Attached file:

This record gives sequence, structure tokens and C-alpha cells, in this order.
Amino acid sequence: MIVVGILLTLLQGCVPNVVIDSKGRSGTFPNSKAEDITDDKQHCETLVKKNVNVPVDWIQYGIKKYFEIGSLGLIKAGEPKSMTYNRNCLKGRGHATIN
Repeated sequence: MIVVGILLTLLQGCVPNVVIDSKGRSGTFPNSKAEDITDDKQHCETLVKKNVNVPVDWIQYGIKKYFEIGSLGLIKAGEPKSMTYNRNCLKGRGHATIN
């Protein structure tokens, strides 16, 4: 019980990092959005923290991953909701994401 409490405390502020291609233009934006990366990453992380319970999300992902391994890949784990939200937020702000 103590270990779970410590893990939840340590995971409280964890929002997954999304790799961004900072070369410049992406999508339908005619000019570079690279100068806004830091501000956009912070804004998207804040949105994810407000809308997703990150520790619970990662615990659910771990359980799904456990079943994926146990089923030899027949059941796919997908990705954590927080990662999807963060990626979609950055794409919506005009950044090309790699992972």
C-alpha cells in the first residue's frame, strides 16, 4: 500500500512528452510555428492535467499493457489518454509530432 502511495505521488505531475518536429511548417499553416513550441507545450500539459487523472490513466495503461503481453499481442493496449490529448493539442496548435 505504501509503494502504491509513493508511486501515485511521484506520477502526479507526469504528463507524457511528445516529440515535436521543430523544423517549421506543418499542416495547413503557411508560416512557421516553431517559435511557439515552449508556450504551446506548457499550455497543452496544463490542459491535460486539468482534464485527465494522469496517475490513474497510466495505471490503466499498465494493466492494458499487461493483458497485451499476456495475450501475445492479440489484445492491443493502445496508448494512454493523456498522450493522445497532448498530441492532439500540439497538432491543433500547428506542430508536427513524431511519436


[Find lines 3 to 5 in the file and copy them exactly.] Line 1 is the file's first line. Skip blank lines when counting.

Repeated sequence: MIVVGILLTLLQGCVPNVVIDSKGRSGTFPNSKAEDITDDKQHCETLVKKNVNVPVDWIQYGIKKYFEIGSLGLIKAGEPKSMTYNRNCLKGRGHATIN
């Protein structure tokens, strides 16, 4: 019980990092959005923290991953909701994401 409490405390502020291609233009934006990366990453992380319970999300992902391994890949784990939200937020702000 103590270990779970410590893990939840340590995971409280964890929002997954999304790799961004900072070369410049992406999508339908005619000019570079690279100068806004830091501000956009912070804004998207804040949105994810407000809308997703990150520790619970990662615990659910771990359980799904456990079943994926146990089923030899027949059941796919997908990705954590927080990662999807963060990626979609950055794409919506005009950044090309790699992972």
C-alpha cells in the first residue's frame, strides 16, 4: 500500500512528452510555428492535467499493457489518454509530432 502511495505521488505531475518536429511548417499553416513550441507545450500539459487523472490513466495503461503481453499481442493496449490529448493539442496548435 505504501509503494502504491509513493508511486501515485511521484506520477502526479507526469504528463507524457511528445516529440515535436521543430523544423517549421506543418499542416495547413503557411508560416512557421516553431517559435511557439515552449508556450504551446506548457499550455497543452496544463490542459491535460486539468482534464485527465494522469496517475490513474497510466495505471490503466499498465494493466492494458499487461493483458497485451499476456495475450501475445492479440489484445492491443493502445496508448494512454493523456498522450493522445497532448498530441492532439500540439497538432491543433500547428506542430508536427513524431511519436